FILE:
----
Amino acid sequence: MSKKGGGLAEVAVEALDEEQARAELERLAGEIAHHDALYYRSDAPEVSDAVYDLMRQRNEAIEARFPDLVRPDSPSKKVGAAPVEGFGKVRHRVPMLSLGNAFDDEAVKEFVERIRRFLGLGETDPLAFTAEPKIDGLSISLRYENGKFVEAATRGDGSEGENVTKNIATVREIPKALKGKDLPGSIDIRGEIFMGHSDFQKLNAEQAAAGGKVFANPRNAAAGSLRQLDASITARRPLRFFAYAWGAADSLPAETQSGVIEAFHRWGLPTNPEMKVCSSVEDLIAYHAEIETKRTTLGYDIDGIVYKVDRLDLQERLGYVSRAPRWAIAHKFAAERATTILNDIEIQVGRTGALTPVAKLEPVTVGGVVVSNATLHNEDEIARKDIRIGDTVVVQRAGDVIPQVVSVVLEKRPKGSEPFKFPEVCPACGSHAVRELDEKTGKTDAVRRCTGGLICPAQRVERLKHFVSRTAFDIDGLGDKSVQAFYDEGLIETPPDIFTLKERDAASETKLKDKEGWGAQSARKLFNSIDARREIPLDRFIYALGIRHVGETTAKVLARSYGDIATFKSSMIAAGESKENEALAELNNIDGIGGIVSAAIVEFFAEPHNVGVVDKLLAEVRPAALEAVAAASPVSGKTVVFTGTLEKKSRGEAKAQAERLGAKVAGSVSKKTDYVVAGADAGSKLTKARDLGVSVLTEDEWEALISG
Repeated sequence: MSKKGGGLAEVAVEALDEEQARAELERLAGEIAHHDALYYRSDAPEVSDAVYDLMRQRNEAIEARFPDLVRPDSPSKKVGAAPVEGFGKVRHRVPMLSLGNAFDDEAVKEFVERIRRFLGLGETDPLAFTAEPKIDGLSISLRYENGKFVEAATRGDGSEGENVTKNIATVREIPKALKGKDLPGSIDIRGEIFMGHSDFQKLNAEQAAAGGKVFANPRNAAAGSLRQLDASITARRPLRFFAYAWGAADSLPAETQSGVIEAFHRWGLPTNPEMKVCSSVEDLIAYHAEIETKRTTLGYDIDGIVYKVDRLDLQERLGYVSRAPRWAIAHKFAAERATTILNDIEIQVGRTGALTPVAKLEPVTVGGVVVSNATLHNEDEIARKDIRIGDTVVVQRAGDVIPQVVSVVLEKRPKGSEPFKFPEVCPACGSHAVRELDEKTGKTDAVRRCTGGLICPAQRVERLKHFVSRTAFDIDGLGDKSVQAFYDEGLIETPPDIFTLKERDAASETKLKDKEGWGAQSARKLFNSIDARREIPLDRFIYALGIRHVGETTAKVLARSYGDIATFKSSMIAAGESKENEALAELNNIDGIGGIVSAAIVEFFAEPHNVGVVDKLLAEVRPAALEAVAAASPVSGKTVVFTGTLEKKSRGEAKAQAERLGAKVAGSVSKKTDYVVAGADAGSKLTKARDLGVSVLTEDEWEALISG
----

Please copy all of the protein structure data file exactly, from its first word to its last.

Amino acid sequence: MSKKGGGLAEVAVEALDEEQARAELERLAGEIAHHDALYYRSDAPEVSDAVYDLMRQRNEAIEARFPDLVRPDSPSKKVGAAPVEGFGKVRHRVPMLSLGNAFDDEAVKEFVERIRRFLGLGETDPLAFTAEPKIDGLSISLRYENGKFVEAATRGDGSEGENVTKNIATVREIPKALKGKDLPGSIDIRGEIFMGHSDFQKLNAEQAAAGGKVFANPRNAAAGSLRQLDASITARRPLRFFAYAWGAADSLPAETQSGVIEAFHRWGLPTNPEMKVCSSVEDLIAYHAEIETKRTTLGYDIDGIVYKVDRLDLQERLGYVSRAPRWAIAHKFAAERATTILNDIEIQVGRTGALTPVAKLEPVTVGGVVVSNATLHNEDEIARKDIRIGDTVVVQRAGDVIPQVVSVVLEKRPKGSEPFKFPEVCPACGSHAVRELDEKTGKTDAVRRCTGGLICPAQRVERLKHFVSRTAFDIDGLGDKSVQAFYDEGLIETPPDIFTLKERDAASETKLKDKEGWGAQSARKLFNSIDARREIPLDRFIYALGIRHVGETTAKVLARSYGDIATFKSSMIAAGESKENEALAELNNIDGIGGIVSAAIVEFFAEPHNVGVVDKLLAEVRPAALEAVAAASPVSGKTVVFTGTLEKKSRGEAKAQAERLGAKVAGSVSKKTDYVVAGADAGSKLTKARDLGVSVLTEDEWEALISG
Repeated sequence: MSKKGGGLAEVAVEALDEEQARAELERLAGEIAHHDALYYRSDAPEVSDAVYDLMRQRNEAIEARFPDLVRPDSPSKKVGAAPVEGFGKVRHRVPMLSLGNAFDDEAVKEFVERIRRFLGLGETDPLAFTAEPKIDGLSISLRYENGKFVEAATRGDGSEGENVTKNIATVREIPKALKGKDLPGSIDIRGEIFMGHSDFQKLNAEQAAAGGKVFANPRNAAAGSLRQLDASITARRPLRFFAYAWGAADSLPAETQSGVIEAFHRWGLPTNPEMKVCSSVEDLIAYHAEIETKRTTLGYDIDGIVYKVDRLDLQERLGYVSRAPRWAIAHKFAAERATTILNDIEIQVGRTGALTPVAKLEPVTVGGVVVSNATLHNEDEIARKDIRIGDTVVVQRAGDVIPQVVSVVLEKRPKGSEPFKFPEVCPACGSHAVRELDEKTGKTDAVRRCTGGLICPAQRVERLKHFVSRTAFDIDGLGDKSVQAFYDEGLIETPPDIFTLKERDAASETKLKDKEGWGAQSARKLFNSIDARREIPLDRFIYALGIRHVGETTAKVLARSYGDIATFKSSMIAAGESKENEALAELNNIDGIGGIVSAAIVEFFAEPHNVGVVDKLLAEVRPAALEAVAAASPVSGKTVVFTGTLEKKSRGEAKAQAERLGAKVAGSVSKKTDYVVAGADAGSKLTKARDLGVSVLTEDEWEALISG